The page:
Bike rider safety worth $70,000 for green paint, says Barnes

What is your life worth? To the town council, not $70,000 (“Ellsworth to get more parking, bike lane sans green paint in Queen Creek,” Oct. 18, 2017, Queen Creek Independent).

After New York City installed a protected bike lane on Columbus Avenue, bicycling increased 56 percent on weekdays, crashes decreased 34 percent, speeding decreased, sidewalk riding decreased, traffic flow remained similar and commercial loading hours/space increased 475 percent.

•(Source:) New York City Department of Transportation, 2011 — Columbus Avenue parking-protected bicycle path preliminary assessment: When protected bike lanes are installed in New York City, injury crashes for all road users (drivers, pedestrians, and cyclists) typically drop by 40 percent and by more than 50 percent in some locations.

• (Source:) Wolfson, H., 2011 — Memorandum on bike lanes, city of New York, Office of the Mayor, 21 March 2011: Streets with protected bike lanes saw 28 percent fewer injuries per mile than comparable streets with no bike infrastructure. People were also 2.5 times more likely to bike on the protected lanes than in general travel lanes.

•(Source:) Lusk, A., et al., 2010 — Risk of injury for bicycling on cycle tracks versus in the street, Injury Prevention, Dec. 1, 2010: Streets with protected bike lanes saw 90 percent fewer injuries per mile than those with no bike infrastructure.

•(Source:) Teschke, K., et al., 2012 — Route Infrastructure and the Risk of Injuries to Bicyclists: A Case-Crossover Study: New York City’s protected bike lane on Ninth Avenue led to a 56 percent reduction in injuries to all street users, including a 57 percent reduction in injuries to people on bikes and a 29 percent reduction in injuries to people walking, as well as an 84 percent reduction in sidewalk riding.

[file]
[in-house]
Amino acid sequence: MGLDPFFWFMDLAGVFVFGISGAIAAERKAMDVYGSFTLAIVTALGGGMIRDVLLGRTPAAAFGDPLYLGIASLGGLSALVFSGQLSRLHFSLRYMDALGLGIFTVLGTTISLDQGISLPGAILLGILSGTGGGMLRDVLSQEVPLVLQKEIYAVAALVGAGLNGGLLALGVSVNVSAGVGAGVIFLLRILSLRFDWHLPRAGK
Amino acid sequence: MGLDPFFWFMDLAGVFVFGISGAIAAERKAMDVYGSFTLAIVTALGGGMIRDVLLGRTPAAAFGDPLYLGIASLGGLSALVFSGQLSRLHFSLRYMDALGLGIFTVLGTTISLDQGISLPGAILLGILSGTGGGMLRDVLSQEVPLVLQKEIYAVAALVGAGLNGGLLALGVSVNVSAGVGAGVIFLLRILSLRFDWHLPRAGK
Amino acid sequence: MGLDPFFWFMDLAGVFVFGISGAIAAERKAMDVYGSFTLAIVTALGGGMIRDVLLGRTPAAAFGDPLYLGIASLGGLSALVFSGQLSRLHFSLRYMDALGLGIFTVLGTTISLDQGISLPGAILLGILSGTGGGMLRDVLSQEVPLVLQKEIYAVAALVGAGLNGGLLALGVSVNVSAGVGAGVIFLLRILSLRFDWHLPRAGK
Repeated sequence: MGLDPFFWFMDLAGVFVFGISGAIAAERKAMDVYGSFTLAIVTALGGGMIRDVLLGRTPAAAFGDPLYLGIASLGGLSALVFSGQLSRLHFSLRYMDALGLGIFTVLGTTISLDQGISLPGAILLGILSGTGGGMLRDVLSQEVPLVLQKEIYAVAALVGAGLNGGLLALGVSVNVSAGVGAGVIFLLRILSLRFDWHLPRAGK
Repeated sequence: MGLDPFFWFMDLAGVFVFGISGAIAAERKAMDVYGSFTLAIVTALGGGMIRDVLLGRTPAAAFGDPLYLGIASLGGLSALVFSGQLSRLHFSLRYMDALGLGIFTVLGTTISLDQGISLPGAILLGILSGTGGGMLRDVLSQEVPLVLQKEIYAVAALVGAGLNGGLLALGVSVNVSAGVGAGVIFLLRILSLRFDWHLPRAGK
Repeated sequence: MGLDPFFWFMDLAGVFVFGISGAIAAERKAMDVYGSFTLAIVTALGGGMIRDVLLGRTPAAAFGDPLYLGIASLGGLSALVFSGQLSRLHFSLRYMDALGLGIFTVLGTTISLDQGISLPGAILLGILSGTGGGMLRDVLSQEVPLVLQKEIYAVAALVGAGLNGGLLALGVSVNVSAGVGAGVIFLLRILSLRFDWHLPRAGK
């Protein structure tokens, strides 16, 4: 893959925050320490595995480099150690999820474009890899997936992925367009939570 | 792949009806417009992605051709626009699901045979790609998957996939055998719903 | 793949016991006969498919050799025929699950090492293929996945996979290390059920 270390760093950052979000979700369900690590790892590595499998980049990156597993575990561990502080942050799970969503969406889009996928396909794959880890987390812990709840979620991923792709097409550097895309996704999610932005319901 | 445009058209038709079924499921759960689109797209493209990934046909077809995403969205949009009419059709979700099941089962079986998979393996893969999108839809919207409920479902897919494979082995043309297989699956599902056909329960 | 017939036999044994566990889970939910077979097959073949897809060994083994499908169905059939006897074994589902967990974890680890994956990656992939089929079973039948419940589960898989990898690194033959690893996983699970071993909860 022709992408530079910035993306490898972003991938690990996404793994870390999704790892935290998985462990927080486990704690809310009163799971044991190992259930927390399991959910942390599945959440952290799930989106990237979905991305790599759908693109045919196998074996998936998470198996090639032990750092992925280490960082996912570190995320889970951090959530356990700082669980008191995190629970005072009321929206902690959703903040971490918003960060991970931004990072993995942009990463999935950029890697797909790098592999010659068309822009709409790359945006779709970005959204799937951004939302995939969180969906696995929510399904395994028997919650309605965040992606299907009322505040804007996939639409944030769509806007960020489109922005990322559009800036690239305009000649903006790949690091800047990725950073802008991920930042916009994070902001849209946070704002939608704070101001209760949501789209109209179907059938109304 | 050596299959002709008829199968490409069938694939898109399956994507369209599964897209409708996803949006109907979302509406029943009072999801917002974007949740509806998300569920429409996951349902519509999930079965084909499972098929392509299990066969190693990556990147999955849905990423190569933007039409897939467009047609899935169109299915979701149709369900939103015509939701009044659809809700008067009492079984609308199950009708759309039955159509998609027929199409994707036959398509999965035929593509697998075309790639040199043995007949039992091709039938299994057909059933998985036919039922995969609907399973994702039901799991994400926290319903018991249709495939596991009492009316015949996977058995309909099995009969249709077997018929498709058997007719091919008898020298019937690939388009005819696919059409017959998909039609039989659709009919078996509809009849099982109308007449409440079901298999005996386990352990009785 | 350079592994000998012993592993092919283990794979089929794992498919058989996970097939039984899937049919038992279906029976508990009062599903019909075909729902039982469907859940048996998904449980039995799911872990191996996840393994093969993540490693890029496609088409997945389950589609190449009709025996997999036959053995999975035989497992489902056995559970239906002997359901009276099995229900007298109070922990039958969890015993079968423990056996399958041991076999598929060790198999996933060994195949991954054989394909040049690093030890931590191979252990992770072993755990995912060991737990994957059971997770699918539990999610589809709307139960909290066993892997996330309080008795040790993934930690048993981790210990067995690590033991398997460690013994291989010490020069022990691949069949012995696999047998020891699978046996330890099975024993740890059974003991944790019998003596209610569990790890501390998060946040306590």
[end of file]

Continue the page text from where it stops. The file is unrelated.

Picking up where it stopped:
•(Source:) NYC DOT, 2012 — Measuring the Street: Ninety percent of users say they feel safer bicycling on Pennsylvania Avenue because of the new protected lanes.

•(Source:) Department of Transportation, 2012 — District Department of Transportation Bicycle Facility Evaluation: Eighty percent of people who live near a protected bike lane project believe it increased safety on the street.

•(Source:) Monsere, C., et al., 2014 — Lessons from the Green Lanes (National Institute for Transportation and Communities): Ninety-six percent of people using protected bike lanes believe they increased safety on the street.

•(Source:) Monsere, C., et al., 2014 — Lessons from the Green Lanes (National Institute for Transportation and Communities): When Chicago added a protected lane and bike-specific traffic signals to Dearborn Street, stoplight compliance on bicycles immediately rose from 31 percent to 81 percent.

•(Source:) Chicago Department of Transportation, 2013 — City says Dearborn bike signals keeping cyclists in line: Where protected lanes were installed in New York and Washington D.C., the number of bikes on sidewalks immediately fell by an average of 56 percent.

•(Source:) NYCDOT and DDOT, 2010-2014 — Tired of Cyclists Riding on the Sidewalk? Build More Bike Lanes: Because they shorten crossing distances, control turning conflicts and reduce traffic weaving, New York City’s protected bike lanes reduced injury rates for people walking on their streets by 12 to 52 percent.

•(Source:) NYCDOT, 2013 — It turns out that protected bike lanes are fantastic for walking safety, too: Protected bike lanes reduce bike-related intersection injuries by about 75 percent compared to comparable crossings without infrastructure.

•(Source:) Harris et al, 2013 — Comparing the effects of infrastructure on bicycling injury at intersections and non-intersections using a case?crossover design: 75 percent of Portland and San Francisco residents who own bikes but ride infrequently are “very” or “extremely” concerned about safety while riding.”

Craig Barnes
Queen Creek

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